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Old 04-12-2013, 03:30 PM   #15
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Are your batteries vented to the outside? They should be.
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Old 04-12-2013, 03:39 PM   #16
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Mine are, same location as the factory vent. Though am considering moving the batteries to under the bed closer to the axle for weight placement. Will need to add a vent there if I do, in addition to fabricating an enclosure.
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Old 04-13-2013, 09:45 PM   #17
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Lou

I can easily go 4 days boondocking with my 2 6v batteries. I can probably go longer, but I have not tried.

I also am planning on going solar. This will allow me to camp in the quietest location possible without having to start up my gennie. It will also help if I need more electrical power to operate cooling fans or the furnace fan motor in cold weather. I will be following your solar activities to learn from you.

I have not installed my "Curve" toilet yet. I am more than a little concerned about cutting the toilet console to install the new toilet. I don't really need the new toilet installed until early May which is the soonest that my wife will be able to go with me.

Dan
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Old 04-17-2013, 05:03 PM   #18
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Great thread!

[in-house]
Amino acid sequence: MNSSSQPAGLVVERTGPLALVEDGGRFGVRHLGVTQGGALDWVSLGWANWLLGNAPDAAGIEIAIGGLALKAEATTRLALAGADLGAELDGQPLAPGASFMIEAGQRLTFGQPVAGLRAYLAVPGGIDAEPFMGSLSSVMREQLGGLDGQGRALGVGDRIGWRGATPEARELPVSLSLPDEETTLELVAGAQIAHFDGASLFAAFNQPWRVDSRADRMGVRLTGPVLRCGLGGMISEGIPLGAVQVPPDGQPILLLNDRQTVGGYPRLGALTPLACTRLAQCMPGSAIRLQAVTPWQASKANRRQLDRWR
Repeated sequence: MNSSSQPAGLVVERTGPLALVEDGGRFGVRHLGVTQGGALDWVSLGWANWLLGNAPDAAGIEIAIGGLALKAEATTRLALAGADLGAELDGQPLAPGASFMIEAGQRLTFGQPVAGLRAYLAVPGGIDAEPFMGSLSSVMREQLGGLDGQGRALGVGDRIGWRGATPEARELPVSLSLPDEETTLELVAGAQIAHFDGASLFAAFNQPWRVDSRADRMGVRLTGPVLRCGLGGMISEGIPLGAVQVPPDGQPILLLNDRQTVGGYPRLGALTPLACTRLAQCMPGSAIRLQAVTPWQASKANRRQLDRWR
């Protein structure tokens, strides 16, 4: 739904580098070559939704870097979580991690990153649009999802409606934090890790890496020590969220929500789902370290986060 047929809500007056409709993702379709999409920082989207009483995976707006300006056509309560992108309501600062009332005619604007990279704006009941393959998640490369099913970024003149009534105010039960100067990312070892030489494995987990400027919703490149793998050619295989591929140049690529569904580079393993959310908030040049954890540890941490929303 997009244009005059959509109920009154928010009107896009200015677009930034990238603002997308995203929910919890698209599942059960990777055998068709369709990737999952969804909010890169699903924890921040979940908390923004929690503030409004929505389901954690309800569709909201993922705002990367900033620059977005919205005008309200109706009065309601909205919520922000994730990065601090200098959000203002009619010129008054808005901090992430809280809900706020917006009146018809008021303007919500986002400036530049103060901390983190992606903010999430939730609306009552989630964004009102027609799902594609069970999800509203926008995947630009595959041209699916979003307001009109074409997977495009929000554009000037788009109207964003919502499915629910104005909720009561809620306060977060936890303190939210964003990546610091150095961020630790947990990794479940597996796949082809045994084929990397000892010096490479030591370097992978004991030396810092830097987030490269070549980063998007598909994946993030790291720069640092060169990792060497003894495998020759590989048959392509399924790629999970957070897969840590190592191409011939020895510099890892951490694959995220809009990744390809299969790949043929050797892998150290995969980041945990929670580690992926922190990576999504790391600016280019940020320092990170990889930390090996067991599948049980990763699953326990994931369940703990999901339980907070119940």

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Old 04-24-2013, 05:45 PM   #19
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Dan,
Previous boondocking trips have been during colder weather and the furnace fan drew down our single 12v battery pretty substantially after 2 days/nights. Rather than run the generator, we are hoping a 130 watt solar solution will eliminate the need. I'll report here after we have a chance to try and compare.

Incidentally, the solar kit we have is a portable foldup type rather than permanent mount, to allow placement for maximum exposure while at shady sites.

Lou
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Old 04-28-2013, 09:34 PM   #20
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TV Antenna Type

I installed a 22" LED TV about a year ago and have only used it once or twice to watch movies on because I did not have an antenna. BTW, I have a Vizio TV that operates on 12v dc. This has worked very well so far. No high priced inverter needed and no inverter losses either.

I have thought long and hard about what kind of antenna to install. I thought about one or those indoor antennas that mounts on a window, but figured that would only bring in stations when you are close to a city and good camping usually means you are not right next to a city. I also thought about the typical bat wing antenna, that most new(er) Airstreams have. I decided I did not like the looks, the complexity and the fact that the antenna was permanently mounted. As far as the complexity issue, I had a similar antenna on my 84 Excella and I had problems with it going up and down and with it rotating.